Can liberalism save capitalism from conservatism?

The resurgence of conservatism in American politics makes the question more urgent than ever

Published November 9, 2010 12:01PM (EST)

In this photo taken Sept. 21, 2010, trading continues on the floor of the New York Stock Exchange in New York. Stock futures edged lower Wednesday, Sept. 22, as traders turned to buying Treasury's and gold after the Federal Reserve failed to take any immediate steps to help the economy.(AP Photo/Henny Ray Abrams) (AP)
In this photo taken Sept. 21, 2010, trading continues on the floor of the New York Stock Exchange in New York. Stock futures edged lower Wednesday, Sept. 22, as traders turned to buying Treasury's and gold after the Federal Reserve failed to take any immediate steps to help the economy.(AP Photo/Henny Ray Abrams) (AP)

Conservatives have long succeeded in persuading business that they are its friends and liberals are its enemies. In reality, the reverse is true. Liberalism saved American capitalism during the depression, and if American capitalism is to be saved from the Great Recession, liberals will have to rescue it.

Modern conservatives claim to be pro-business. But economic conservatism is not based on any empirical study of the actual economic requirements of successful modern industrial and service corporations in a modern mixed economy. The economic right combines an anachronistic tradition with a crackpot ideology.

The anachronistic tradition is Jeffersonian small-producer populism. Defending the rights of small farmers and small businesses was progressive in the 18th and early 19th centuries, when the enemies of freedom were aristocratic landlords who owned slaves and serfs and monopolies with royal charters. Although the industrial revolution rendered small-government Jeffersonianism obsolete by the mid-19th century, American conservatives continue successfully to appeal to Jeffersonian sentiments a century and a half later.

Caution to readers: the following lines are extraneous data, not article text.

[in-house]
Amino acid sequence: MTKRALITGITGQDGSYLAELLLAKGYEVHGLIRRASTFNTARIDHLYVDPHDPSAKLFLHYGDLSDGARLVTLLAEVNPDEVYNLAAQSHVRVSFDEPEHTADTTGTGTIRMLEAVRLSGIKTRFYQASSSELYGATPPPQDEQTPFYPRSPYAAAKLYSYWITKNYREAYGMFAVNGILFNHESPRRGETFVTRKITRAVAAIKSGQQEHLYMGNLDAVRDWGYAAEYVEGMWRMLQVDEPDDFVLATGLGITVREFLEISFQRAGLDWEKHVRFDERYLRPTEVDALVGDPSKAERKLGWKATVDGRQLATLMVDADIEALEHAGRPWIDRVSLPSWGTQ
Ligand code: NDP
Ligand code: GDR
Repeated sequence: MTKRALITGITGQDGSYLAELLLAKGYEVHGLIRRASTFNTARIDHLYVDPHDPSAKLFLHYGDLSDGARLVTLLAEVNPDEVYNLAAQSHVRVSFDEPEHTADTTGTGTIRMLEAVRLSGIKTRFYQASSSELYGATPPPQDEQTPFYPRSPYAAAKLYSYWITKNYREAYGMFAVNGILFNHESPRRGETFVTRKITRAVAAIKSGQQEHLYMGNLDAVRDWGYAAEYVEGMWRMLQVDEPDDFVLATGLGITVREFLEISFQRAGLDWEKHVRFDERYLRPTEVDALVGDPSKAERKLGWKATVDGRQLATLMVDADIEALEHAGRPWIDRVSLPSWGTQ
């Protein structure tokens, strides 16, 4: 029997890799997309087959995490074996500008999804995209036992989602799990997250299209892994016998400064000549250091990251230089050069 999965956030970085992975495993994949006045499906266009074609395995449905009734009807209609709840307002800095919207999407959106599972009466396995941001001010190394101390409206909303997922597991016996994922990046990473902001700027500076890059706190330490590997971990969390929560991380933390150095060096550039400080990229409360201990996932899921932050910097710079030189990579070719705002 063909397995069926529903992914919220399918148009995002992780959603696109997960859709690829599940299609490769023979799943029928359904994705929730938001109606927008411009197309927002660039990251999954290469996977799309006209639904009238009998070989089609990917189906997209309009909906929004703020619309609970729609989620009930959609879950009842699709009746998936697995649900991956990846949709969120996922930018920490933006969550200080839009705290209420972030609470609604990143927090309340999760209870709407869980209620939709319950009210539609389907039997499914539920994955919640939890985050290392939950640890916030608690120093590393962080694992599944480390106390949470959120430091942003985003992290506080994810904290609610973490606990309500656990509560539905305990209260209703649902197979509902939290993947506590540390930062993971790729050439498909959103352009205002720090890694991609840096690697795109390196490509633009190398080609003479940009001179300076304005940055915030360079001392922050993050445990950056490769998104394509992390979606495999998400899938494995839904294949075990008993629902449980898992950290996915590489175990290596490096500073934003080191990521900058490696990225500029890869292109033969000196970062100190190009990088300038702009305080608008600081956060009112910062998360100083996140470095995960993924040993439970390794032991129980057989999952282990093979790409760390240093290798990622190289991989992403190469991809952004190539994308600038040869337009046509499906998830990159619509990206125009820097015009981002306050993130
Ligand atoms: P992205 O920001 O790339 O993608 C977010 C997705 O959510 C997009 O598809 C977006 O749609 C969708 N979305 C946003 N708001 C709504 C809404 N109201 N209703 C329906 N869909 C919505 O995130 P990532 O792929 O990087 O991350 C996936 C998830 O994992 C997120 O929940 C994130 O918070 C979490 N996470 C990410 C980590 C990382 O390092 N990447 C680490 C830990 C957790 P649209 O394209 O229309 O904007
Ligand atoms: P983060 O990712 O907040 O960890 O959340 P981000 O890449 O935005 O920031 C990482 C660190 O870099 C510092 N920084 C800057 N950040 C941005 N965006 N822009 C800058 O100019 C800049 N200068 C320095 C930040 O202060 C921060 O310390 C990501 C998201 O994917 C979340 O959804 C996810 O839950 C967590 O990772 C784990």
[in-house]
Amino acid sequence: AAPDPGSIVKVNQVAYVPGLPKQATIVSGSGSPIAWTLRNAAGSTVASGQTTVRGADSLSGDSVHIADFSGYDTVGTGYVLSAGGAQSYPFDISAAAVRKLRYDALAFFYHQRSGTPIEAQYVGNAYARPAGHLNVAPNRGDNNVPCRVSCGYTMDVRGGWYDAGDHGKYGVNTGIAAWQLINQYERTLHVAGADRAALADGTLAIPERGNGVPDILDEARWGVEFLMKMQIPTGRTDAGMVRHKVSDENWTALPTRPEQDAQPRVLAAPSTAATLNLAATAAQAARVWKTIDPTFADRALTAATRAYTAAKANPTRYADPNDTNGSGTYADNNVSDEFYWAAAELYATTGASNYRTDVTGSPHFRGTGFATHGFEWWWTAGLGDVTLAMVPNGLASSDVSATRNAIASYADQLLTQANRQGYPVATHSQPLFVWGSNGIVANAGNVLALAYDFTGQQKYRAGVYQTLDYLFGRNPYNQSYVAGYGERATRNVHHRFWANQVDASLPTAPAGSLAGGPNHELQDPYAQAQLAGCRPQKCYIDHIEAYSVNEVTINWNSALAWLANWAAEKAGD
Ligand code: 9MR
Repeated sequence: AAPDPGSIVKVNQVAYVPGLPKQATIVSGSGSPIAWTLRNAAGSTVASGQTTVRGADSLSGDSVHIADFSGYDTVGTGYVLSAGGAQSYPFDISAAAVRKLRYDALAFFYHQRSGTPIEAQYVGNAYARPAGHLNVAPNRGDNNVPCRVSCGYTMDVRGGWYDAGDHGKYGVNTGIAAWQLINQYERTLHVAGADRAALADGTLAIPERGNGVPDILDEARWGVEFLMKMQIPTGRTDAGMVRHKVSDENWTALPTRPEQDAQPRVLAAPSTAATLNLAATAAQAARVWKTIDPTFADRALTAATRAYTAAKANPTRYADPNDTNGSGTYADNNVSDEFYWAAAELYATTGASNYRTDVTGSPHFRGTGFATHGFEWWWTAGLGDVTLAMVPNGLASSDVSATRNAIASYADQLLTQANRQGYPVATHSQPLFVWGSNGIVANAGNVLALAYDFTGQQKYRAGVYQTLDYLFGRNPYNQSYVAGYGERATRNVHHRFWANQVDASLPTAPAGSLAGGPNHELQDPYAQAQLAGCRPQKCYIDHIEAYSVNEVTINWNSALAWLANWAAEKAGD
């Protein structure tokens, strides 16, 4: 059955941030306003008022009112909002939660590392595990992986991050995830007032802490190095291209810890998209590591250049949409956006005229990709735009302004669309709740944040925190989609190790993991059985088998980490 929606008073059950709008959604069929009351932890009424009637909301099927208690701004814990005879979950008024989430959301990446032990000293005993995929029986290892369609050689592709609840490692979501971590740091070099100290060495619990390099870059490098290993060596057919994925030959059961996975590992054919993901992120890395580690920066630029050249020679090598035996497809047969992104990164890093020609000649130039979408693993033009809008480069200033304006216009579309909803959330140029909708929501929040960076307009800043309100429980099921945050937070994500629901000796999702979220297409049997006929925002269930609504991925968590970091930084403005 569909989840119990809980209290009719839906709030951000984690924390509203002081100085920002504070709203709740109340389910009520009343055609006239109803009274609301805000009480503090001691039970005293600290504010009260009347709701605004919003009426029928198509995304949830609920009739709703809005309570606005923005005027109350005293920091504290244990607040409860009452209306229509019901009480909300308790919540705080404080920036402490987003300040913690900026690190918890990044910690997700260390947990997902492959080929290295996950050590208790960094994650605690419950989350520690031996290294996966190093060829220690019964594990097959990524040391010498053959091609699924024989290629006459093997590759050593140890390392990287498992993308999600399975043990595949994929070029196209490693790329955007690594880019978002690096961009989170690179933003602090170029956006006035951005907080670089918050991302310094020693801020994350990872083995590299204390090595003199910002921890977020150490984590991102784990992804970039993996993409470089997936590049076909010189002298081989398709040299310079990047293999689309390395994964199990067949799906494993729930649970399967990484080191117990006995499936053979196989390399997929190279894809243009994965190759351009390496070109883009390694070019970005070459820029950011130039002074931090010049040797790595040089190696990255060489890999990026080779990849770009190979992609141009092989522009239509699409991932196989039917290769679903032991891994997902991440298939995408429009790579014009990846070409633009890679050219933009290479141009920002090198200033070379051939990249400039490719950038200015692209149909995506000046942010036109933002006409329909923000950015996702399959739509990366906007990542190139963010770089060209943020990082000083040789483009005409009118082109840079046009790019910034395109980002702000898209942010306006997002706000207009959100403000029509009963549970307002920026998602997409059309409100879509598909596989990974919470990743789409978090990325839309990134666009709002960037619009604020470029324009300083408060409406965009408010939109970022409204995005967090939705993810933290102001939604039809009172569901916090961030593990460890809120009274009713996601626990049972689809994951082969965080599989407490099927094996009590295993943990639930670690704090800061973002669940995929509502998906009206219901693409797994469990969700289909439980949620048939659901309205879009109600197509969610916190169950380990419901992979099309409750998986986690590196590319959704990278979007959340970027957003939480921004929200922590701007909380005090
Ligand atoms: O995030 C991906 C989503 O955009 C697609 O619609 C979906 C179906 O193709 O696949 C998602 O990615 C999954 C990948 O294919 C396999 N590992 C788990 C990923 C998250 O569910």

The crackpot ideology of the economic right is libertarianism. Libertarianism and communism are equally crazy in opposite ways. Libertarians believe that it is possible to privatize everything without anarchy, while communists believe that it is possible to socialize everything without tyranny.

Neither Jeffersonian populists nor libertarian ideologues have the slightest clue about how to run a complex technological society in the 21st century. Why should they? Jeffersonianism is a program for a primitive society of small farmers of a kind that no longer exists anywhere. At least, once upon a time, there were genuine Jeffersonian agrarian societies in the real world. There has never been a libertarian country and there never will be, because the maximum of government authority allowed by libertarian theory is well below the minimum required by a functioning community.

The true friends of business in America and the world have long been liberals, not conservatives. The propaganda of the right to the contrary, liberal thinkers like John Maynard Keynes and liberal politicians like Franklin Delano Roosevelt have never been socialists or collectivists. With the kindred classical liberals of the 19th century they have shared a commitment to individual rights, private property and limited government. However, they have believed that it was necessary to sacrifice some aspects of classical liberalism, in order to save as much as possible of the rest. Liberals have believed that limited doses of socialism would inoculate liberal society against totalitarian socialism as well as fascism and other illiberal systems. Indeed, Marxist radicals have often denounced American liberals and European social democrats for seeking to rescue and reform market society rather than replace it.